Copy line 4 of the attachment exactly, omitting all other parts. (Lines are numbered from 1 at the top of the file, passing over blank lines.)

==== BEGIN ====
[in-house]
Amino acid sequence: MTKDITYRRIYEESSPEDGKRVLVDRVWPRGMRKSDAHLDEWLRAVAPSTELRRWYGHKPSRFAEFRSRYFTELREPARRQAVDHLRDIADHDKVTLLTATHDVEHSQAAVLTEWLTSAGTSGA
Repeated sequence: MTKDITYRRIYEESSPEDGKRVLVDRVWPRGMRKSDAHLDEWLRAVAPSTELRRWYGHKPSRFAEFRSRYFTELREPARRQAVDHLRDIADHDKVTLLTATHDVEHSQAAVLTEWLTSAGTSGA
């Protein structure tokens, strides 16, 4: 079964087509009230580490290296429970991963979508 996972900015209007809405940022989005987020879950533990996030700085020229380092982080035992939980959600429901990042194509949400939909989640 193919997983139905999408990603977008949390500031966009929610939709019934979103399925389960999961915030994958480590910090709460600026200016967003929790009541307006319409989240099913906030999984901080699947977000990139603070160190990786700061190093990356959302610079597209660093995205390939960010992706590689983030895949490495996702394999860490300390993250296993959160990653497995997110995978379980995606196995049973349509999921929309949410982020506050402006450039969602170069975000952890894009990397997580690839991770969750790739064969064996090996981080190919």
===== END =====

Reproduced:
């Protein structure tokens, strides 16, 4: 079964087509009230580490290296429970991963979508 996972900015209007809405940022989005987020879950533990996030700085020229380092982080035992939980959600429901990042194509949400939909989640 193919997983139905999408990603977008949390500031966009929610939709019934979103399925389960999961915030994958480590910090709460600026200016967003929790009541307006319409989240099913906030999984901080699947977000990139603070160190990786700061190093990356959302610079597209660093995205390939960010992706590689983030895949490495996702394999860490300390993250296993959160990653497995997110995978379980995606196995049973349509999921929309949410982020506050402006450039969602170069975000952890894009990397997580690839991770969750790739064969064996090996981080190919």